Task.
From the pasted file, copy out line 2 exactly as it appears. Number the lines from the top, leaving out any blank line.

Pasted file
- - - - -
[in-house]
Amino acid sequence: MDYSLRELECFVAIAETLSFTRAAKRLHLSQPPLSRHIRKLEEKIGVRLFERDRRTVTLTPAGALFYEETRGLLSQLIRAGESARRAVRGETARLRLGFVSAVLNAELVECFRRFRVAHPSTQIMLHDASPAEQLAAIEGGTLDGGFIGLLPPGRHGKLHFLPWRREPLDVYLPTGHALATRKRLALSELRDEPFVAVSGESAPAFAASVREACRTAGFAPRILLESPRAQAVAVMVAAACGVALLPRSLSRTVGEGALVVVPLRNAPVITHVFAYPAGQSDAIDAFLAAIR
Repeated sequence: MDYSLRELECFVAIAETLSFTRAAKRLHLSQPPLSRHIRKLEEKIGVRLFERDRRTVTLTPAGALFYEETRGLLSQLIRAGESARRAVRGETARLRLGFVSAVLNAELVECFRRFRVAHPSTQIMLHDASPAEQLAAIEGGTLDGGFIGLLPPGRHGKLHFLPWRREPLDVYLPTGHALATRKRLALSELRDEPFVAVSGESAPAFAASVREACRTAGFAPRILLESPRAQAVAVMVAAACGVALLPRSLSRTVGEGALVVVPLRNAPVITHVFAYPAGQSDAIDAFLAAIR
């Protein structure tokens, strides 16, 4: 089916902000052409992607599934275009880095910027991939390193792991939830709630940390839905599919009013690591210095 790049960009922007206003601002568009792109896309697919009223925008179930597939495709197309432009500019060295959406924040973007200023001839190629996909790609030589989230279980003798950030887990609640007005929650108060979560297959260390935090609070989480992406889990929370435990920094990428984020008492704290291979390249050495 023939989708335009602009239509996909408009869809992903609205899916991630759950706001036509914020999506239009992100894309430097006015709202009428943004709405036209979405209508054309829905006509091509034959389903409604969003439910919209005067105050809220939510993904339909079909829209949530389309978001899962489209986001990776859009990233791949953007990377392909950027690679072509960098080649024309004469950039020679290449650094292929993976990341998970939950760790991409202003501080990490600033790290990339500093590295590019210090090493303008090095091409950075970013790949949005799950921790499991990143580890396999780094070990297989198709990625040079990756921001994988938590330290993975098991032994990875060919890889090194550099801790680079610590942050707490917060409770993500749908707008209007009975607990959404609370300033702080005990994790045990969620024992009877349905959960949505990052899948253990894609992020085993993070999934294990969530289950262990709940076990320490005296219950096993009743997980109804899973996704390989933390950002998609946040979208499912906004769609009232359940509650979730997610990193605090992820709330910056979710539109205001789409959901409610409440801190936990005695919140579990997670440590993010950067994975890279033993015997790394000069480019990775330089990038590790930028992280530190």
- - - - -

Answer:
Amino acid sequence: MDYSLRELECFVAIAETLSFTRAAKRLHLSQPPLSRHIRKLEEKIGVRLFERDRRTVTLTPAGALFYEETRGLLSQLIRAGESARRAVRGETARLRLGFVSAVLNAELVECFRRFRVAHPSTQIMLHDASPAEQLAAIEGGTLDGGFIGLLPPGRHGKLHFLPWRREPLDVYLPTGHALATRKRLALSELRDEPFVAVSGESAPAFAASVREACRTAGFAPRILLESPRAQAVAVMVAAACGVALLPRSLSRTVGEGALVVVPLRNAPVITHVFAYPAGQSDAIDAFLAAIR